50 years ago today, the Grateful Dead crashed a St. Louis Bar Mitzvah party


Jordan Palmer, Chief Digital Content Officer

There is a saying, “It’s the stuff of legends,” and it usually means the story isn’t true. The following story about the band the Grateful Dead crashing a Bar Mitzvah in St. Louis really is the stuff of legends, and it’s all true.

“It’s true.”

That is a direct quote from Mark Slosberg, who was a living witness. Members of the Grateful Dead crashed a Bar Mitzvah party on the evening of December 12, 1971, got up on stage, played music, and gave everyone in the room a story to tell forever.

In 1971, Slosberg was a 10th grader at Ladue Horton Watkins High School and was the bass player of a band called Spring Rain. Also in the band were fellow 10th graders Sherri Weingart, Doug Heller, John McSweeny, Steve Fisher, and Bruce Byers. On this night, the band was at the Airport Marriot Hotel, playing at the Bar Mitzvah party of Richie Gerber.

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Richie Gerber’s Bar Mitzvah

“This was my Bar Mitzvah in 1971. The party was on a Sunday night. It was kid party only,” said Richard Gerber, now an attorney in St. Louis, speaking to the hosts of The Good Ole’ Grateful Dead podcast. “At that time, I was not into rock ‘n roll. I don’t think I even knew who the Grateful Dead were.”

Gerber and his 100 plus friends would soon get to know the Grateful Dead. The band had just played two shows at the Fox Theater on December 9-10 and remained in town before heading to Michigan. Whenever the band played in St. Louis, they always stayed at the Airport Hilton.

As parties go, people drift in, and apparently, some of the guests met several members of the band in the lobby. The band members signed autographs and gave posters away.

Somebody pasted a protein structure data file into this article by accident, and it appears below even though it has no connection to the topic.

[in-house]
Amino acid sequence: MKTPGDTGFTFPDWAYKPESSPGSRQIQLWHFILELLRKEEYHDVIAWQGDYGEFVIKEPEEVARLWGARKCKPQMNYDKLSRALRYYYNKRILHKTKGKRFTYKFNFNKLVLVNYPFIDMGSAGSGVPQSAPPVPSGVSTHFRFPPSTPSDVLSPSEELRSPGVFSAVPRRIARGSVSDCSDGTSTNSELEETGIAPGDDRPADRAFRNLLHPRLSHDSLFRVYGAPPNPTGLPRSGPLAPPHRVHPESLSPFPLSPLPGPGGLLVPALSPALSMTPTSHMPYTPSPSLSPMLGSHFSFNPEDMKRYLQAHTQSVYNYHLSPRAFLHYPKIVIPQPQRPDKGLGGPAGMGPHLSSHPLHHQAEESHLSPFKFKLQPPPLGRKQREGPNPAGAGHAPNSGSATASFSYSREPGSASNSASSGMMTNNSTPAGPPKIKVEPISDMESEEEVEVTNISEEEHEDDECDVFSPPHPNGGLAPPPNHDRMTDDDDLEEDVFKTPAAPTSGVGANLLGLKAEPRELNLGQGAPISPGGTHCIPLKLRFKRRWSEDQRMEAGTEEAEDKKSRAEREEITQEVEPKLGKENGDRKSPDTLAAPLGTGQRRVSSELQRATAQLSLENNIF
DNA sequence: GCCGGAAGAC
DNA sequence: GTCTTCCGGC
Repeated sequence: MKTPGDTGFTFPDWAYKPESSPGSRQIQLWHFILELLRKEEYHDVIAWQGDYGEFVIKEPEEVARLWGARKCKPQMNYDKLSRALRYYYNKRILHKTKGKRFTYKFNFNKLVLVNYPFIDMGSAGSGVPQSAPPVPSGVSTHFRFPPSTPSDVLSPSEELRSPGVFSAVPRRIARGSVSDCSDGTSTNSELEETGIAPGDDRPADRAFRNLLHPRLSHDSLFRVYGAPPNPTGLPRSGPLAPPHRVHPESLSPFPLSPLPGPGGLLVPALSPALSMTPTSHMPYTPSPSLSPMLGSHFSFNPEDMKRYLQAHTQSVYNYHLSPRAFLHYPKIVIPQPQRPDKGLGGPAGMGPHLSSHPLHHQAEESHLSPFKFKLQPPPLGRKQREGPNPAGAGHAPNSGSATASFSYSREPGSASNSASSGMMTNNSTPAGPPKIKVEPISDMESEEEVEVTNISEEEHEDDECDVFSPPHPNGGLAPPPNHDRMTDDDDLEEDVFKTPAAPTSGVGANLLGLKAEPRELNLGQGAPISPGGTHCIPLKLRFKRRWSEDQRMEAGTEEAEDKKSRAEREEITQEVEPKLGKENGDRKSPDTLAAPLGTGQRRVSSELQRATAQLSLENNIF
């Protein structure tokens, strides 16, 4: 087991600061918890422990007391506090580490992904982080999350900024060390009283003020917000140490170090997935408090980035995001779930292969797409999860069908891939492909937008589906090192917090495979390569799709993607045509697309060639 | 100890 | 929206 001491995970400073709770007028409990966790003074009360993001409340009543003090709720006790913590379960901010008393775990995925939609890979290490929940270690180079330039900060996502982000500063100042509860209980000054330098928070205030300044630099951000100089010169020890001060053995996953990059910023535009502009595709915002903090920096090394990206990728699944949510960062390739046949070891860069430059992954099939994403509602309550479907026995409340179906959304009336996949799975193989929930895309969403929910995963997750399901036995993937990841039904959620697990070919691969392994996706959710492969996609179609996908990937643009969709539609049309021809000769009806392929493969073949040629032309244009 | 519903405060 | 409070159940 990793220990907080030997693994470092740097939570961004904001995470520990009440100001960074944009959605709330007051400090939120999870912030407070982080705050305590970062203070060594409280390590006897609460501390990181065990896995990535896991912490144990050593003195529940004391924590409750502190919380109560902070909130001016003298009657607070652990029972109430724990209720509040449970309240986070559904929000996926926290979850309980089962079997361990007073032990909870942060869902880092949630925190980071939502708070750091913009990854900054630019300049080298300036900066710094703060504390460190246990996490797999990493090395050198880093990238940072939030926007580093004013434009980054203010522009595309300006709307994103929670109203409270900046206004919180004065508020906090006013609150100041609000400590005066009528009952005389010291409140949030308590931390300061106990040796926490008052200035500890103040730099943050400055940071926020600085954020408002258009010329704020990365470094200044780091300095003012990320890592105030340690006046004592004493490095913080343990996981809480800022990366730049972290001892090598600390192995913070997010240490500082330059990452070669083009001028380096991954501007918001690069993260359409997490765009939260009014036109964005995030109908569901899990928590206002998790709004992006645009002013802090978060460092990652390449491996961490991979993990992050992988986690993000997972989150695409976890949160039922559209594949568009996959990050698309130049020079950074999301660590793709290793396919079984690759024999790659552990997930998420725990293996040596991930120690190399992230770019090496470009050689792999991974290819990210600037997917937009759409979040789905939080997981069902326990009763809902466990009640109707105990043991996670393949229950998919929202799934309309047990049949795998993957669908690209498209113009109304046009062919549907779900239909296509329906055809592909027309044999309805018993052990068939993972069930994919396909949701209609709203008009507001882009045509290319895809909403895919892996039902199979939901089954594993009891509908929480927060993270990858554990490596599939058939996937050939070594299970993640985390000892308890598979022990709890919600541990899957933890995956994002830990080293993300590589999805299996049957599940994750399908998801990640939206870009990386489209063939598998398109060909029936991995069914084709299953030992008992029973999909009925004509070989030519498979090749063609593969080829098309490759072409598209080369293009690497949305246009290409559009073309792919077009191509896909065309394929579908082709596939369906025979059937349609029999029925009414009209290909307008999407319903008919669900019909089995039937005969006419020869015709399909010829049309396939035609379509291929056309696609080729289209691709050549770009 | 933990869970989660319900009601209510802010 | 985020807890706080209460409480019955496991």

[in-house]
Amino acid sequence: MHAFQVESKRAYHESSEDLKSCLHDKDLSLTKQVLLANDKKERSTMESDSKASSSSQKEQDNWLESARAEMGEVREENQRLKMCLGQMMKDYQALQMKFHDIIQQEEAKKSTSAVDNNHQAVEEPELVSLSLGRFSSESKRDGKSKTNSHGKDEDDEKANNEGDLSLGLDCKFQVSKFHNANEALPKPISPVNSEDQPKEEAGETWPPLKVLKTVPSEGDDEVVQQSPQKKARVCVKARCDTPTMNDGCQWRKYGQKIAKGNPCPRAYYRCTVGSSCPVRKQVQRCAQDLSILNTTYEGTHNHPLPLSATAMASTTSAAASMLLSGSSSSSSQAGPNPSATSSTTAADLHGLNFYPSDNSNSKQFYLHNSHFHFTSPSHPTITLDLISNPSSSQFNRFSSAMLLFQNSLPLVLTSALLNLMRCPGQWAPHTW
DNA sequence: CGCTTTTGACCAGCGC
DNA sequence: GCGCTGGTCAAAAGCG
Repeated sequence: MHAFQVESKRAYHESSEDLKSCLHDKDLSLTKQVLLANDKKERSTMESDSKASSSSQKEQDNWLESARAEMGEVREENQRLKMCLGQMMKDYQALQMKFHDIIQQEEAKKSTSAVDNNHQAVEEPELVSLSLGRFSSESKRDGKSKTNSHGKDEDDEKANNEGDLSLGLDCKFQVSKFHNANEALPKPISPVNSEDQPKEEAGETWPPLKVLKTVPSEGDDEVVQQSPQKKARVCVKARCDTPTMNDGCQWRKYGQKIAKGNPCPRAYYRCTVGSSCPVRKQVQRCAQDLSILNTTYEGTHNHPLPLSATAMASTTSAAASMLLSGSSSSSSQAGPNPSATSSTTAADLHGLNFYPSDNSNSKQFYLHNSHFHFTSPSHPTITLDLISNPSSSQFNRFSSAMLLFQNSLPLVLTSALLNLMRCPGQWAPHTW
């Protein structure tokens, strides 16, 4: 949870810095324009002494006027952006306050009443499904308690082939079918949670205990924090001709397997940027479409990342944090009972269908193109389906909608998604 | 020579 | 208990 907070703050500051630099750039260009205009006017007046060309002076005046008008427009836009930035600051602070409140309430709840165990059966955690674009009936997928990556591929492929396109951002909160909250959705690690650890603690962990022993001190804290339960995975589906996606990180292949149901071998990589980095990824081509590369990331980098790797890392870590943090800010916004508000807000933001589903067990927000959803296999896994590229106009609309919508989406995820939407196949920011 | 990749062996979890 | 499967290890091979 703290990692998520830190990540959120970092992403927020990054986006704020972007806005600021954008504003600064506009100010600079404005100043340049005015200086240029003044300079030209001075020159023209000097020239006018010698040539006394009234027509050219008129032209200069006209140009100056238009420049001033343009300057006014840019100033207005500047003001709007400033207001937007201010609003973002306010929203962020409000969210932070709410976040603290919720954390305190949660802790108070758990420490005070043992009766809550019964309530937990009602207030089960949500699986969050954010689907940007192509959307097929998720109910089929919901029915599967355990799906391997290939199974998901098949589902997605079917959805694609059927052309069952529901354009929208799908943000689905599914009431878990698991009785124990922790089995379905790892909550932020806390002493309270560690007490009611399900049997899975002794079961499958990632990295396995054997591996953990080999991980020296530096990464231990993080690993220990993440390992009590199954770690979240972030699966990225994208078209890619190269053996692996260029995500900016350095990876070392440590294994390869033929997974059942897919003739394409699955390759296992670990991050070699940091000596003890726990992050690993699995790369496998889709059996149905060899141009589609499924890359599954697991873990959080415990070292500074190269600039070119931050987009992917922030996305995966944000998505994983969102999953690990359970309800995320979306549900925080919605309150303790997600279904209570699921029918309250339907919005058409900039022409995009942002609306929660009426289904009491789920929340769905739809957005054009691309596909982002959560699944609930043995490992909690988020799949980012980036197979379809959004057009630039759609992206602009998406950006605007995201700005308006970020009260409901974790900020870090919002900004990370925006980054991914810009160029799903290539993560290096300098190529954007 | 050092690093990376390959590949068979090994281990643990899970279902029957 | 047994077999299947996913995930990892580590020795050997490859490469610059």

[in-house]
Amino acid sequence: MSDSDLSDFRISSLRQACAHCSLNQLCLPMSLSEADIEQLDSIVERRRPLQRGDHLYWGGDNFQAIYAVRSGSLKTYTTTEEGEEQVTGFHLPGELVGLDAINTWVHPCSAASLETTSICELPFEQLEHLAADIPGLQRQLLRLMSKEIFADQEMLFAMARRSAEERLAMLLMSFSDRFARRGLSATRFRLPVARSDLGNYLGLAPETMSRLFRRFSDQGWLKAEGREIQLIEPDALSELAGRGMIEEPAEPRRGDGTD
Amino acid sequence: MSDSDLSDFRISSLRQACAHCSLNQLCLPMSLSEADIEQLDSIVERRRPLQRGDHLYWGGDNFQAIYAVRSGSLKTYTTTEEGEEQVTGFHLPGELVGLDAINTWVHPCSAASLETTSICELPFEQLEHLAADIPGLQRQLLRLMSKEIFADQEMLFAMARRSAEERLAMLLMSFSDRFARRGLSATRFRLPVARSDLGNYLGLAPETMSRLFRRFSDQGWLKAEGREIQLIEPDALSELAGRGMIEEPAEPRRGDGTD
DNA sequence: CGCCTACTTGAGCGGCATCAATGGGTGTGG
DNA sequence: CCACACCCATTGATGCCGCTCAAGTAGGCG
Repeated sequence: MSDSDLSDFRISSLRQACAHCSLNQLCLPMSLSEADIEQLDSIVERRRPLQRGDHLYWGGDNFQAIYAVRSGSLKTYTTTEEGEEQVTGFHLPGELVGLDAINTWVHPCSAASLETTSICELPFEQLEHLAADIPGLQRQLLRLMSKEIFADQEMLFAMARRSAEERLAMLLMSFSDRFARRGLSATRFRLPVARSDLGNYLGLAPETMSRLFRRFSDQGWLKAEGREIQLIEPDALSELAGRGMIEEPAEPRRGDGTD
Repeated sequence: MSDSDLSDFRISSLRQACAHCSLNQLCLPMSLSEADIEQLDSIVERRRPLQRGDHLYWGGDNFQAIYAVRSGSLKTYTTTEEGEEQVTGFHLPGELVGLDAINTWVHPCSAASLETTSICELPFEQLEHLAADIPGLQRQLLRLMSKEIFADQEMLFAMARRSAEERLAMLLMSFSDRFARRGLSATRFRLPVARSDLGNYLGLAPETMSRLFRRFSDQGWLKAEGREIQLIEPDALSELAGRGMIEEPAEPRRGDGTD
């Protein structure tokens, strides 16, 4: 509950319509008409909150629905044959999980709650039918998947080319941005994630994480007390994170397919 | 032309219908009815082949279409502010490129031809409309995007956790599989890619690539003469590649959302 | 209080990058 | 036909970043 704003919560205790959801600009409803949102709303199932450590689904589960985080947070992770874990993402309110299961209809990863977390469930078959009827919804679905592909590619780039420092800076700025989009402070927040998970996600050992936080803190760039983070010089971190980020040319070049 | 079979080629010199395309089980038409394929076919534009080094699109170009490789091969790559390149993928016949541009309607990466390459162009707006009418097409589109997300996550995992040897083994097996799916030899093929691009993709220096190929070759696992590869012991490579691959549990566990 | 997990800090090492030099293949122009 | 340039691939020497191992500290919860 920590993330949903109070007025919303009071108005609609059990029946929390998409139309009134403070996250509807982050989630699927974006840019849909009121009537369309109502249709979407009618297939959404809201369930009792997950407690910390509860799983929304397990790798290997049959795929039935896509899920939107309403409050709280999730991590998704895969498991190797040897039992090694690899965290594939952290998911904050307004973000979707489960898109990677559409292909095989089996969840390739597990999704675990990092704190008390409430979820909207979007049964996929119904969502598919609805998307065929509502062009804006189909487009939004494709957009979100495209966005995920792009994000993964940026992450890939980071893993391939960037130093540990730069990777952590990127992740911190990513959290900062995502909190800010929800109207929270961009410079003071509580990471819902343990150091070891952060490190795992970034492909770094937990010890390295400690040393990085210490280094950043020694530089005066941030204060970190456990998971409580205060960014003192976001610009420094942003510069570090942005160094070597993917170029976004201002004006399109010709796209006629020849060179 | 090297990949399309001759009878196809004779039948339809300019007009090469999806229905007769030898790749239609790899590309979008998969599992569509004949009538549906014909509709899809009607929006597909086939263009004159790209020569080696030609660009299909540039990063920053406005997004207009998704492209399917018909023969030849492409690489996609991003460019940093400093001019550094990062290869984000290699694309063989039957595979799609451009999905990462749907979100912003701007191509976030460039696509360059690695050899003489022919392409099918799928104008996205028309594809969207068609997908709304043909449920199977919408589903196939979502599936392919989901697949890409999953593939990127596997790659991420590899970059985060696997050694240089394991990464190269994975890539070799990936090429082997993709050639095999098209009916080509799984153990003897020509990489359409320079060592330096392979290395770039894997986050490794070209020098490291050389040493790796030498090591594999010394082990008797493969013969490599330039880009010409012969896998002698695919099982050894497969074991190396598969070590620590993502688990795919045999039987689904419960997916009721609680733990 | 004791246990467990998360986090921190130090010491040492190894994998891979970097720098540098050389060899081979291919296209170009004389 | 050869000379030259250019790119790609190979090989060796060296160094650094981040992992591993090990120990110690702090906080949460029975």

“My sister Jo, comes up to me while I’m playing and says ‘the Grateful Dead are here,” remembers Slosberg. “I told her to go away, but she insisted I look, and then, there they were.”

The Courteous Dead

According to the podcast, Richard Gerber said it was his sister who invited the band to play on stage. Not wanting to interrupt Spring Rain’s set, the Dead musicians said they would wait until the band took a break.

“Jerry Garcia was the only one who wasn’t there, but everyone else was there plus Marmaduke,” said Slosberg on the podcast. “All of the kids used the payphones to call their older brothers and sisters, and so within 25 minutes there were high schoolers arriving in the lobby while the Dead played.”

The Dead played a few songs, and then returned the stage back to Spring Rain, but the Dead band members remained in the room enjoying their show. As the set wound down, the members of the Dead came back to the stage and joined Spring Rain to continue the show.

“We jammed jointly on some blues changes,” said Slosberg. “Spring Rain probably started out with a 12-bar thing to get the set going and it just ramped up from there.”

Afterward, the Dead stuck around for quite a while, talking to the kids and parents, but eventually retreated to their rooms. Spring Rain still had some work ahead of them, as Slosberg recalls: “We still had to break down all of the equipment for the night.” All the teens went home with a memorable experience to tell about their crazy night. “It was the talk of the high school for years to come.”

Sorry, No Photos

In the podcast, the hosts asked Richard Gerber about photos. “Many photos were taken. We had at least 15 pictures of the Dead playing and interacting with Spring Rain,” said Gerber. “I remember one picture with one of the band members standing behind my sister Debbie, who was holding a guitar, trying to show her a few things (Debbie was taking lessons at the time). Unfortunately, my mother had a fire at her home years ago which took many of the photo albums… None of the Dead photos survived.”

1971 article from the Ladue High School Newspaper, The Panoram. Courtesy of Mark Slosberg

In essence, the story became the stuff of legends. And this stuff of legends is true.